The Nigerian government has been slow to fulfill a promise it made last spring. And, its sluggishness is putting kids at risk for lead poisoning, the advocacy group Humans Rights Watch says.

Last May, the Nigerian government pledged roughly $5 million to clean up lead contamination around illegal gold mines in northwest Nigeria. But so far, that money hasn't been released.

Read more

2:59pm

Tue December 4, 2012
Shots - Health News

A Polio Outbreak In Pakistan Reveals Gaps In Vaccination

Originally published on Wed December 5, 2012 9:55 am

A child is inoculated with the polio vaccine at a traffic checkpoint just outside Pakistan's capital, Islamabad. Roadside vaccinations help health workers reach children in mobile populations.
Jackie Northam NPR

Pakistan has made a lot of progress this year in wiping out polio. There are signs that one type of poliovirus is gone and transmission of other strains seems to be slowing.

But a recent outbreak of polio there has health officials concerned about the overall effectiveness of the effort to eliminate polio in that country.

Read more

3:18am

Fri November 9, 2012
Shots - Health News

Stakes Rise In Malaria Battle As Cracks Appear In Drug's Armor

Originally published on Thu November 15, 2012 3:25 pm

This 5-year-old boy was carried to a Thai malaria clinic by his mother from deep inside Myanmar. If the mother had waited even a day longer, doctors say, the child probably would have died.
Ben de la Cruz NPR

Malaria remains a huge problem in much of the world, but over the past decade the number of people getting sick and dying from the disease has gone down dramatically.

Health workers attribute much of this progress to the widespread use of artemisinin-based drugs. The problem now is that resistance to these drugs is starting to develop in Southeast Asia.

Read more

1:23pm

Tue November 6, 2012
Shots - Health News

Drug-Resistant Malaria On The Rise In Southeast Asia

Daw Khin Twon, an undocumented immigrant from Burma, rests at home after receiving malaria treatment at the Mae Tao Clinic in Mae Sot, Thailand.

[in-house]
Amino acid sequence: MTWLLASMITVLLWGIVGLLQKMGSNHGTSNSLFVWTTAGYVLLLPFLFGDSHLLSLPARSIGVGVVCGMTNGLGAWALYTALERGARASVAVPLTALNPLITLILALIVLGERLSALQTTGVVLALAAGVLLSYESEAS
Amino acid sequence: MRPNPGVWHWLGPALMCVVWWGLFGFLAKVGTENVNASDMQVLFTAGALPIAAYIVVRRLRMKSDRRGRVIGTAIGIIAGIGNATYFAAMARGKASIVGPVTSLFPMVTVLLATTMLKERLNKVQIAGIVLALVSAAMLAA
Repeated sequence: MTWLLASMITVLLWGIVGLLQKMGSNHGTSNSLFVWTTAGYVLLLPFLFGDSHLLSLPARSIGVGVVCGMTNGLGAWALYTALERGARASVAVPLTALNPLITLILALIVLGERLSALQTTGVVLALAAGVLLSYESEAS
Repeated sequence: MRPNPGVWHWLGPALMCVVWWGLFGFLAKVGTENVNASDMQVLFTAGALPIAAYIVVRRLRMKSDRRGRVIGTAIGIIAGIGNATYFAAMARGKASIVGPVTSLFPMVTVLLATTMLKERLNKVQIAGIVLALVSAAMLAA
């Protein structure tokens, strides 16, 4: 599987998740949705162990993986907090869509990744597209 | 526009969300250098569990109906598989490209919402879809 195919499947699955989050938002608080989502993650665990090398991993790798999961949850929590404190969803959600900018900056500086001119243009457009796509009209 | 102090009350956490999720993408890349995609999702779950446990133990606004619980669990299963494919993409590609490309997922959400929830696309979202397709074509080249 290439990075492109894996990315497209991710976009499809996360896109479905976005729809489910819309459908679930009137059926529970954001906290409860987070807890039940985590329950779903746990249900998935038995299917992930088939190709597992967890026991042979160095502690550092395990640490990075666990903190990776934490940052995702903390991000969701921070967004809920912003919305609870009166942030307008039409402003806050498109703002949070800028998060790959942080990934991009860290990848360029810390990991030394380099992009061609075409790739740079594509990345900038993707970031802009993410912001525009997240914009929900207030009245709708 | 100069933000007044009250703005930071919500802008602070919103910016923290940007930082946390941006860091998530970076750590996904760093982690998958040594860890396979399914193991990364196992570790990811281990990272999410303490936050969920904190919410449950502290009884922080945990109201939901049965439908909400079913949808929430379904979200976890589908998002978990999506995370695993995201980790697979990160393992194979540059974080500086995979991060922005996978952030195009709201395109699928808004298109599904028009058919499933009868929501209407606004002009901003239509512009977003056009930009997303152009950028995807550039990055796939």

Ben de la Cruz NPR

For malaria in Southeast Asia, there's good news and bad news right now. Overall, the number of cases is down, but there's a growing problem of drug resistance in the cases that do crop up.

Researchers worry that superstrains of the parasite — strains immune to the most common medications — could wipe out the recent progress against malaria.

Read more

12:06pm

Tue October 16, 2012
Shots - Health News

At Polio's Epicenter, Vaccinators Battle Chaos And Indifference

Originally published on Thu November 1, 2012 4:16 pm

Kano, in northern Nigeria, has been called the "epicenter" of the current polio outbreak. This part of Nigeria is the only place in the world where polio cases are increasing.
David Gilkey NPR

Polio was eliminated from the Western Hemisphere in the early 1990s. It was stamped out in Europe a few years later. And now, even the Congo and Somalia are polio free.

But in Africa's largest oil-producing nation, Nigeria, polio has been a difficult, contentious foe.

Read more

4:07pm

Mon October 15, 2012
Shots - Health News

Wiping Out Polio: How The U.S. Snuffed Out A Killer

Originally published on Wed January 23, 2013 2:55 pm

On April 12, 1955, Dr. Jonas Salk and his research team at the University of Pittsburgh released the first successful vaccine for polio. In 1979, the U.S. reported its last case of the paralyzing virus.
Courtesy of Images from the History of Medicine (NLM).

Sixty years ago, polio was one of the most feared diseases in the U.S.

As the weather warmed up each year, panic over polio intensified. Late summer was dubbed "polio season." Public swimming pools were shut down. Movie theaters urged patrons not to sit too close together to avoid spreading the disease. Insurance companies started selling polio insurance for newborns.

The fear was well grounded. By the 1950s, polio had become one of the most serious communicable diseases among children in the United States.